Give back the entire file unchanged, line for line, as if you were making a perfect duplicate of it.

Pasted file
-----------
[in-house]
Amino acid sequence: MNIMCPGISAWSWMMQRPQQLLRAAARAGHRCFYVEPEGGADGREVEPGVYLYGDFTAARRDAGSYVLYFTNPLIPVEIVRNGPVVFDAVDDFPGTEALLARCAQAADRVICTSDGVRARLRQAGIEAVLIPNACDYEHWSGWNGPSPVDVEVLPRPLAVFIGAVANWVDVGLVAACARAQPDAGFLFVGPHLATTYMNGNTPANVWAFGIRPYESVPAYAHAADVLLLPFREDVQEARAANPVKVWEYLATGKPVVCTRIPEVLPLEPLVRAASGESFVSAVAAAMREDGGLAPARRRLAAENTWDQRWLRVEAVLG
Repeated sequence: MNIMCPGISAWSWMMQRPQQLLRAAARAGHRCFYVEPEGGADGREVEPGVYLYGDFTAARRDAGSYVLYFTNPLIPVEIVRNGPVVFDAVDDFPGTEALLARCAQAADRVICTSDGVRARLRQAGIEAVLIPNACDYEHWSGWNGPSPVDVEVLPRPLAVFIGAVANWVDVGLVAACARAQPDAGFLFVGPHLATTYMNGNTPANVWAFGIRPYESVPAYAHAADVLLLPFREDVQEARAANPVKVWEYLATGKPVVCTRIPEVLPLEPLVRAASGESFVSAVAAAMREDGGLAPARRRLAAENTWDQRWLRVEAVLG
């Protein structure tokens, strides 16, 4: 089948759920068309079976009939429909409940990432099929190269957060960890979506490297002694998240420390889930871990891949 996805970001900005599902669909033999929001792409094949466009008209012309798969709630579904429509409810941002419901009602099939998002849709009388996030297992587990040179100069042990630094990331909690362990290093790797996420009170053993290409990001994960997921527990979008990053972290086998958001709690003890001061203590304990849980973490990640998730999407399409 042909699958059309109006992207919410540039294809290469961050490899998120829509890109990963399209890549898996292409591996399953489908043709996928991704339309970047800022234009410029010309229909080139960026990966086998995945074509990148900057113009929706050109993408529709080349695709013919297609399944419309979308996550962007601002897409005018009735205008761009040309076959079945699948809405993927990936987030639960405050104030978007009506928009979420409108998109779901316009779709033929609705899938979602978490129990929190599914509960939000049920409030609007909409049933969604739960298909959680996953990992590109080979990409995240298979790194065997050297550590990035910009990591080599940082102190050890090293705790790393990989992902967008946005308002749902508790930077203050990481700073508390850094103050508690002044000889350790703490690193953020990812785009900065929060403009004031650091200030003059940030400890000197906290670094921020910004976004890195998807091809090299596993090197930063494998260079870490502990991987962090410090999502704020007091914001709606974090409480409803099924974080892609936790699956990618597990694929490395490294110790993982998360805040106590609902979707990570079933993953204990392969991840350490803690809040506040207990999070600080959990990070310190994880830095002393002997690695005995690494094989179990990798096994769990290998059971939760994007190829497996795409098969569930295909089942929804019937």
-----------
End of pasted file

[in-house]
Amino acid sequence: MNIMCPGISAWSWMMQRPQQLLRAAARAGHRCFYVEPEGGADGREVEPGVYLYGDFTAARRDAGSYVLYFTNPLIPVEIVRNGPVVFDAVDDFPGTEALLARCAQAADRVICTSDGVRARLRQAGIEAVLIPNACDYEHWSGWNGPSPVDVEVLPRPLAVFIGAVANWVDVGLVAACARAQPDAGFLFVGPHLATTYMNGNTPANVWAFGIRPYESVPAYAHAADVLLLPFREDVQEARAANPVKVWEYLATGKPVVCTRIPEVLPLEPLVRAASGESFVSAVAAAMREDGGLAPARRRLAAENTWDQRWLRVEAVLG
Repeated sequence: MNIMCPGISAWSWMMQRPQQLLRAAARAGHRCFYVEPEGGADGREVEPGVYLYGDFTAARRDAGSYVLYFTNPLIPVEIVRNGPVVFDAVDDFPGTEALLARCAQAADRVICTSDGVRARLRQAGIEAVLIPNACDYEHWSGWNGPSPVDVEVLPRPLAVFIGAVANWVDVGLVAACARAQPDAGFLFVGPHLATTYMNGNTPANVWAFGIRPYESVPAYAHAADVLLLPFREDVQEARAANPVKVWEYLATGKPVVCTRIPEVLPLEPLVRAASGESFVSAVAAAMREDGGLAPARRRLAAENTWDQRWLRVEAVLG
């Protein structure tokens, strides 16, 4: 089948759920068309079976009939429909409940990432099929190269957060960890979506490297002694998240420390889930871990891949 996805970001900005599902669909033999929001792409094949466009008209012309798969709630579904429509409810941002419901009602099939998002849709009388996030297992587990040179100069042990630094990331909690362990290093790797996420009170053993290409990001994960997921527990979008990053972290086998958001709690003890001061203590304990849980973490990640998730999407399409 042909699958059309109006992207919410540039294809290469961050490899998120829509890109990963399209890549898996292409591996399953489908043709996928991704339309970047800022234009410029010309229909080139960026990966086998995945074509990148900057113009929706050109993408529709080349695709013919297609399944419309979308996550962007601002897409005018009735205008761009040309076959079945699948809405993927990936987030639960405050104030978007009506928009979420409108998109779901316009779709033929609705899938979602978490129990929190599914509960939000049920409030609007909409049933969604739960298909959680996953990992590109080979990409995240298979790194065997050297550590990035910009990591080599940082102190050890090293705790790393990989992902967008946005308002749902508790930077203050990481700073508390850094103050508690002044000889350790703490690193953020990812785009900065929060403009004031650091200030003059940030400890000197906290670094921020910004976004890195998807091809090299596993090197930063494998260079870490502990991987962090410090999502704020007091914001709606974090409480409803099924974080892609936790699956990618597990694929490395490294110790993982998360805040106590609902979707990570079933993953204990392969991840350490803690809040506040207990999070600080959990990070310190994880830095002393002997690695005995690494094989179990990798096994769990290998059971939760994007190829497996795409098969569930295909089942929804019937």